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Affiliating Labour: New Perspectives


Vasundhara Sirnate

MOBILIZING RESTRAINT: DEMOCRACY AND INDUSTRIAL CONFLICT IN POST-REFORM SOUTH ASIA
By Emmanuel Teitelbaum
Foundation Books, Delhi, 2012, pp. 220, Rs. 795.00

VOLUME XXXVIII NUMBER 3 March 2014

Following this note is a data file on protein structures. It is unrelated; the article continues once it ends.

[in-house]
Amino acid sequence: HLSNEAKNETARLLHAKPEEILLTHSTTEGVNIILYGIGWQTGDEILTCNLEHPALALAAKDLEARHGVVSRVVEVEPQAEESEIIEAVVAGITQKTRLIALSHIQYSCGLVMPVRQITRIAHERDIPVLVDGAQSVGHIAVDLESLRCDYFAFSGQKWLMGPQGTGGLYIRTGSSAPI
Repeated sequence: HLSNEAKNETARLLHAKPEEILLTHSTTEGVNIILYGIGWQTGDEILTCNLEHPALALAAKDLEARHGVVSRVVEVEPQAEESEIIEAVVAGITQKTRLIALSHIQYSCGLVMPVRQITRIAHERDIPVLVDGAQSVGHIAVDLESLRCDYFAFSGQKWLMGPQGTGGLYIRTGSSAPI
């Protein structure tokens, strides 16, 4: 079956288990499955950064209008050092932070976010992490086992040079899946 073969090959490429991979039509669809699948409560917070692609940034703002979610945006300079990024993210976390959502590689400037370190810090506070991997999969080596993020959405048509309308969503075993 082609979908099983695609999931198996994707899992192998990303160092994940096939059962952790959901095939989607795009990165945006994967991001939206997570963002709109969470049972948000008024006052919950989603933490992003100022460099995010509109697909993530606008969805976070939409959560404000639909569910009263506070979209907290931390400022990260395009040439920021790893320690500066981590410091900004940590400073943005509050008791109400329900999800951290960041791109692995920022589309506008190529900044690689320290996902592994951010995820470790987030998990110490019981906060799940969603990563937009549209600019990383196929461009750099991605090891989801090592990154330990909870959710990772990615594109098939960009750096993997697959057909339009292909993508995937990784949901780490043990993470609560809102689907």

In the 1980s and 1990s, a series of academic studies were released that tried to explain the East Asian growth miracle in Singapore, Hong Kong, Taiwan and South Korea (Amsden, 1989, Haggard and Cheng, 1987, Haggard and Moon, 1990). The central puzzle that political economists explained through these case studies of East Asian Newly Industrialized Countries (NICs), was centered on how these countries had managed to achieve phenomenal levels of industrial growth in a remarkably short span of time. In other words, the studies were concerned with isolating certain factors that had contributed to the economic growth of the NICs and were mulling over whether these countries were also developmental states like Japan had once been.   The extension of theories of the develop-mental state pioneered by Chalmers Johnson in 1982 in MITI and the Japanese Miracle (Johnson, 1982), to the NICs was found to be problematic because in many key ways these countries did not automatically copy the Japanese growth model, but had developed their own models where relations between capital and labour were uniquely organized, as were economic strategies and state control or disciplining of the bourgeoisie. The key location of the NICs along well travelled sea trade routes also helped their growth, as did a state dedicated to organizing the economy and ensuring certain growth conditions, where import substitution industrialization was replaced with export-led growth models following the oil shocks of 1973 and 1979 (Haggard, 1990).   One of the major contributions of such studies was to establish that economic development was much more than the simple matter of getting the prices right. Development had to be organized and engineered into a lasting process and such elite-led, manufactured development could not be achieved without sacrificing some element of democratic governance or mass participation in economic growth. In essence, the rise of the East Asian NICs has spawned a number of debates key to the assessment of national growth models. In particular, what has generated much study and commentary is the fate of organized labour. Many of the studies revealed that labour repression was fundamental to the production of fast growth. In most East Asian NICs, labour was repressed by an authoritarian or semi-authoritarian state, and, this in turn generated a stable political regime, as opposed to the Latin American experience where labour movements were not successfully curtailed or repressed by states.   The question that political scientists raised was this—is labour repression a necessary condition to generate ...


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